I don't traditionally watch a movie and wonder why a shotgun, hand gun or machine gun or otherwise are used. Most of the time the shots all sound the same and they serve their purpose -- to dole out death. Yet, here, shots are fired in silence, others with loud booms and then others muted by comparison. The victims all carrying different weight and once put to an end they're either tagged and pushed away or forgotten entirely. In most cases I don't see meaning in this, here it's something to consider.

The performances are also right on target. I've said little about Scoot McNairy (Monsters) and Ben Mendelsohn (Animal Kingdom) to this point, but both knock it out of the park from early scenes of well-written dialogue to their later individual panic and, in Mendelsohn's case, personal decay.

Ray Liotta takes his licks, Gandolfini is the sad sack I've already described, Richard Jenkins is Pitt's go-between and together those two tell most of the story up until Pitt hammers home the film's final line.


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  • http://www.ropeofsilicon.com/profile/AS/ AS

    Been waiting for this film for well over a year. Seeing it at 2:00 P.M. Can't wait!

  • http://www.rabidpictures.com Yaz

    Pretty excited to check this out! It's either this or Pi this weekend. Either way I think I'll end up relatively pleased. :)

  • http://shloggshorrorblog.blogspot.com/ Shloggs

    This is Dominik's third film. He made the outstanding Chopper in 2000. Pitt became obsessed with it which is why Bana was cast in Troy and Pitt is in all Dominik's joints now. Seeing this in 15 minutes! Look forward to reading your review after!

  • The Dude

    Best film of the year, easily.

  • http://shloggshorrorblog.blogspot.com/ Shloggs

    I loved it, but that doesn't surprise me. I love Pitt's insistence on seeking out and supporting such provocative and edgy projects.

    My further thoughts: http://shloggshorrorblog.blogspot.com/2012/11/killing-them-softly.html

  • Torryz

    Brad, good insight on the comparisons between the characters and the economy. This is an excellent film and one that people should see.

  • Newbourne

    I feel very ignorant because I saw this tonight, but I didn't really get the metaphor. I think I understood Mickey being an example for the common American who has been beaten by the recession, but what about everyone else? Who is Cogan supposed to be? How about Squirrel? Markie? The two idiots? Dillon? Jenkins' character? I really don't know. If someone could explain it to me, I'd really like to hear it.

    All in all, it was a great piece of filmmaking, with some nice shots and excellent editing. The scene where Scoot and Ben's characters get high is really good. Best "high" effects I've ever seen. And like Brad said, the car crash was also beautiful. Plus, I really enjoyed the story, but its a bummer that I kept wondering what it was supposed to represent and never really got it. Can anyone help with that?

    • http://shloggshorrorblog.blogspot.com/ Shloggs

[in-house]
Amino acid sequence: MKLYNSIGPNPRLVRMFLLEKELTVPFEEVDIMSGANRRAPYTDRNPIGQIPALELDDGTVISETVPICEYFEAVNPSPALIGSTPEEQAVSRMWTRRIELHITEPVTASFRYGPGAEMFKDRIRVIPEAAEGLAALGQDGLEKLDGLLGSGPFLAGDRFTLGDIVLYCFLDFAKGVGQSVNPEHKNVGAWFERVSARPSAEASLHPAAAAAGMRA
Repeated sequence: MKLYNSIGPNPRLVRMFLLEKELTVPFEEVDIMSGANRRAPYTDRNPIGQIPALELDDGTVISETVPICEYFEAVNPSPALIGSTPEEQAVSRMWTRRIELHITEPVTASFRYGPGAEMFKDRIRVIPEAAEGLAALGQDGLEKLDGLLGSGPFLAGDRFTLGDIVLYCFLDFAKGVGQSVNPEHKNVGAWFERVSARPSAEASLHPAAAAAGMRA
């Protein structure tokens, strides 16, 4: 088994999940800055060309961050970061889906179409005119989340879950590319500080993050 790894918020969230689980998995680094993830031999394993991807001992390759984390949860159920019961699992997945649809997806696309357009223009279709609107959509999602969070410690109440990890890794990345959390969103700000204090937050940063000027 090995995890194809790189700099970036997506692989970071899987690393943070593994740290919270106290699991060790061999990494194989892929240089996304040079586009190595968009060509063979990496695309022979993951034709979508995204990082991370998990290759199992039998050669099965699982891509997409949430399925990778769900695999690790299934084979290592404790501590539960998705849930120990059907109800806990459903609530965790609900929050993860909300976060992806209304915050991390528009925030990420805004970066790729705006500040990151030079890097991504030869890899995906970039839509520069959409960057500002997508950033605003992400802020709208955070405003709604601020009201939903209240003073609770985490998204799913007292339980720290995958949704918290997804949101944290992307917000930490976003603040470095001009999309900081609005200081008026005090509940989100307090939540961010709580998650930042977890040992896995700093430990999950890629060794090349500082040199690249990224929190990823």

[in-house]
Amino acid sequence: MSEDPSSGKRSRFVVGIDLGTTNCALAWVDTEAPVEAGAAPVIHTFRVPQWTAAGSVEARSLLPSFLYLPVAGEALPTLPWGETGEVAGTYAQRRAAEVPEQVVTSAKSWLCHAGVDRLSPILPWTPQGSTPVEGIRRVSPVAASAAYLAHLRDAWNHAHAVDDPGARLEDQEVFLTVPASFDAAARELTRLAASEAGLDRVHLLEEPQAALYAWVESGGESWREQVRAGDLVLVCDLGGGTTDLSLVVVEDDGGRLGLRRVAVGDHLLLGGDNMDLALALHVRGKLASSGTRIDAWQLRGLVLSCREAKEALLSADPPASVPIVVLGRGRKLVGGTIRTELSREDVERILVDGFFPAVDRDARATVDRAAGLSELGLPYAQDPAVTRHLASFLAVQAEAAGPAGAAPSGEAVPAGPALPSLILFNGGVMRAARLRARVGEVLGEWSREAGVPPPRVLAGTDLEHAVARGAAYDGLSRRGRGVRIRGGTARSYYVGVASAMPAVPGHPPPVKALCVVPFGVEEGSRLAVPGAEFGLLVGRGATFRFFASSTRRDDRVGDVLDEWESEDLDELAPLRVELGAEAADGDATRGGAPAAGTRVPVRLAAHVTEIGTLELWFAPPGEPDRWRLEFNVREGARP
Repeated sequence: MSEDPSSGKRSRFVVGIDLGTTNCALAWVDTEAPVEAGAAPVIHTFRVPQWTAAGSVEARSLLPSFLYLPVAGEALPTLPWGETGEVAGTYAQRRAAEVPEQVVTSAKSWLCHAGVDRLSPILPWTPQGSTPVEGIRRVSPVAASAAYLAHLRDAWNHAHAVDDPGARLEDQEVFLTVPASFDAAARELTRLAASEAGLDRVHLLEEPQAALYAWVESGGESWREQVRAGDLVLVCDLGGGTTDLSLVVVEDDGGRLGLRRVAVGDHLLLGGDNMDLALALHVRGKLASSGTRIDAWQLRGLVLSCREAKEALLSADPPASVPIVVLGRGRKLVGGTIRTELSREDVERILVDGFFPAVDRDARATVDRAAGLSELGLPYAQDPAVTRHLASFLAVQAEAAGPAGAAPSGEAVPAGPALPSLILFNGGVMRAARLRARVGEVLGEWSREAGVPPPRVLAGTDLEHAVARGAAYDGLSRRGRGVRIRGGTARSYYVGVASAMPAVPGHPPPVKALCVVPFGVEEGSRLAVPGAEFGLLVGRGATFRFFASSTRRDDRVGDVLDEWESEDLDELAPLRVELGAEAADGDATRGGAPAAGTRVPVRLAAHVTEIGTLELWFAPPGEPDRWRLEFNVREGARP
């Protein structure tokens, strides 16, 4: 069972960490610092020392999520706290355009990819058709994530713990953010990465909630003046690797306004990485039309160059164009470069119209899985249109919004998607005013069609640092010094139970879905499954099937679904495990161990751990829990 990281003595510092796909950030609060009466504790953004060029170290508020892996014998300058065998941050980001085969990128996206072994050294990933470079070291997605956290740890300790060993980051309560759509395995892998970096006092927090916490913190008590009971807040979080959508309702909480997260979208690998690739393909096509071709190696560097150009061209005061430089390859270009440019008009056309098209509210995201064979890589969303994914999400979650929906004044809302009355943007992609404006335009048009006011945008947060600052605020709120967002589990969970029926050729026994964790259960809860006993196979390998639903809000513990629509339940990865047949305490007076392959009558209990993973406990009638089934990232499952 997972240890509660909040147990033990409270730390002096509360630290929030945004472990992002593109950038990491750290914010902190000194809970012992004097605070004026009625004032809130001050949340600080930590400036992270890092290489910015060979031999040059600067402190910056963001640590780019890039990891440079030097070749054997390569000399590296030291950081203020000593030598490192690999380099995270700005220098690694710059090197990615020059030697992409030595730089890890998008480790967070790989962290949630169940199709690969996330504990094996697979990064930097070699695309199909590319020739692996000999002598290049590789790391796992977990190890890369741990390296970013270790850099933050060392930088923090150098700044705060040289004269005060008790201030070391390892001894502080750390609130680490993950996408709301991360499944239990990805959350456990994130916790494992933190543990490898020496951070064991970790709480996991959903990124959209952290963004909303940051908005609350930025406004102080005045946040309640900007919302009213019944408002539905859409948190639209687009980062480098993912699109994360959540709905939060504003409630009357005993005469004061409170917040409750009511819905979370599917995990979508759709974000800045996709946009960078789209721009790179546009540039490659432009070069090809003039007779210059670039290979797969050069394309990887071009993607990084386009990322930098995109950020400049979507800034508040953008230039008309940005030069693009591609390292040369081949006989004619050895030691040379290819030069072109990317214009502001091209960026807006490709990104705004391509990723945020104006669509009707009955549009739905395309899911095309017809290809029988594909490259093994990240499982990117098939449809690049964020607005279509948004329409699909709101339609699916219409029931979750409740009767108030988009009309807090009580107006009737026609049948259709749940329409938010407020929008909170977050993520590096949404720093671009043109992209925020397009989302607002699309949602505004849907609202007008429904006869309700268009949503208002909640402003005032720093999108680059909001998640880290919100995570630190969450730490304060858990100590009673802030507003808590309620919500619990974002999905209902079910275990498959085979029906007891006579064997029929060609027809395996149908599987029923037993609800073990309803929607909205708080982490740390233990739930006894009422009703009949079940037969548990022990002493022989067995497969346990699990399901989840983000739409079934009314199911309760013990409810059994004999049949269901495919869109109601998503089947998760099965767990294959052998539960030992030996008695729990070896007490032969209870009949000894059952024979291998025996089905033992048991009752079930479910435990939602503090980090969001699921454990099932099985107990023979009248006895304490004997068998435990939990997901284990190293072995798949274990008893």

I feel it's less about the financial crisis than the election. The 2008 financial crisis served as the backdrop for the change of power from Dillon to Cogan. Pitt represented Obama in the manner he restored faith in the process again, yet ultimately changed nothing about the way things work. I wrote about it more on my blog in the post above. Here's the link again if interested:

      I think the two idiot thieves represented the American public, being pulled to and fro by promises of wealth and security, yet gaining nothing in the end, unceremoniously executed by the very person who swore to bail them out. Liotta was representative of any number of fall guys (or companies: Goldman Sachs, Bernie Madoff etc..) trotted out to the American people so we could point fingers and lay blame for what happened.

      • http://www.ropeofsilicon.com/profile/AS/ AS

        The one thing I didn't understand was Gandolfini's character and his two scenes in the film. What was the purpose of that long monologue about his wife serving him with divorce papers? Was that suppose to be a metaphor for something? Because it felt kinda random and meaningless.

        • http://www.ropeofsilicon.com/profile/MrPapageorgio/ MrPapageorgio

          "Because it felt kinda random and meaningless", that's how I felt about the entire movie. People don't go to theaters to be informed, they go to be entertained. If I wanted a history lesson I'd insta watch any number of documentaries on Netflix about humanities problems and dilemmas, and all would be a million times better than watching this movie.

          • The Dude

            I think Jenkins represents the indecisive political leader (Bush, Obama, whoever) that cannot relate to the people he is leading and who is willing to bail someone out even at the almost certain risk of it leading to the same problems happening again. He lies to himself that it will lead to any kind of long term benefit. Gandolfini represents the insecure, whiny American. Pitt represents the voice of reason, the guy who isn't consumed by the idealistic notions being vomitted in the flowery speeches of political leaders. The guy who isn't willing to lie to himself, unlike Jenkins and Gandolfini.

            • The Dude

              I don't think that's a definite interpretation (I like some others that I've seen), but it's what I picked up on as I was watching the movie.

  • Lauradet

    Worst movie ever!!!

    • The Dude

      Go watch Here Comes the Boom and give it an A Cinemascore. You don't know what "worst movie ever" fucking means.

  • http://www.ropeofsilicon.com/profile/michael1989/ michael1989

    really funny and enjoyable film ,totally agree with this review